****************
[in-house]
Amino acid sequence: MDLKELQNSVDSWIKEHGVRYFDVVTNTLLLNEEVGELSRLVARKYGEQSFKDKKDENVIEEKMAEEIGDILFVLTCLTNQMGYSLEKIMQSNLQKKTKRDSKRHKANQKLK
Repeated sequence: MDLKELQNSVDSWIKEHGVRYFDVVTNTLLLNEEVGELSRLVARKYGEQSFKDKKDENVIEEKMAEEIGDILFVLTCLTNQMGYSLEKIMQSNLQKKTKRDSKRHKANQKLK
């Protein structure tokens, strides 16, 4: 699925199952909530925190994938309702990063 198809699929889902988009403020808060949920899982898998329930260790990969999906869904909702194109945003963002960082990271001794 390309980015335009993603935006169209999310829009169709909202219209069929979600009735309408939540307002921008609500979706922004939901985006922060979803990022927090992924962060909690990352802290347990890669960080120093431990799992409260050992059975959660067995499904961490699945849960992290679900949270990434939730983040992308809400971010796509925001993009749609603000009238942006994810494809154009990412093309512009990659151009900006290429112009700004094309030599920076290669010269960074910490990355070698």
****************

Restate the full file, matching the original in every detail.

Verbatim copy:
[in-house]
Amino acid sequence: MDLKELQNSVDSWIKEHGVRYFDVVTNTLLLNEEVGELSRLVARKYGEQSFKDKKDENVIEEKMAEEIGDILFVLTCLTNQMGYSLEKIMQSNLQKKTKRDSKRHKANQKLK
Repeated sequence: MDLKELQNSVDSWIKEHGVRYFDVVTNTLLLNEEVGELSRLVARKYGEQSFKDKKDENVIEEKMAEEIGDILFVLTCLTNQMGYSLEKIMQSNLQKKTKRDSKRHKANQKLK
């Protein structure tokens, strides 16, 4: 699925199952909530925190994938309702990063 198809699929889902988009403020808060949920899982898998329930260790990969999906869904909702194109945003963002960082990271001794 390309980015335009993603935006169209999310829009169709909202219209069929979600009735309408939540307002921008609500979706922004939901985006922060979803990022927090992924962060909690990352802290347990890669960080120093431990799992409260050992059975959660067995499904961490699945849960992290679900949270990434939730983040992308809400971010796509925001993009749609603000009238942006994810494809154009990412093309512009990659151009900006290429112009700004094309030599920076290669010269960074910490990355070698």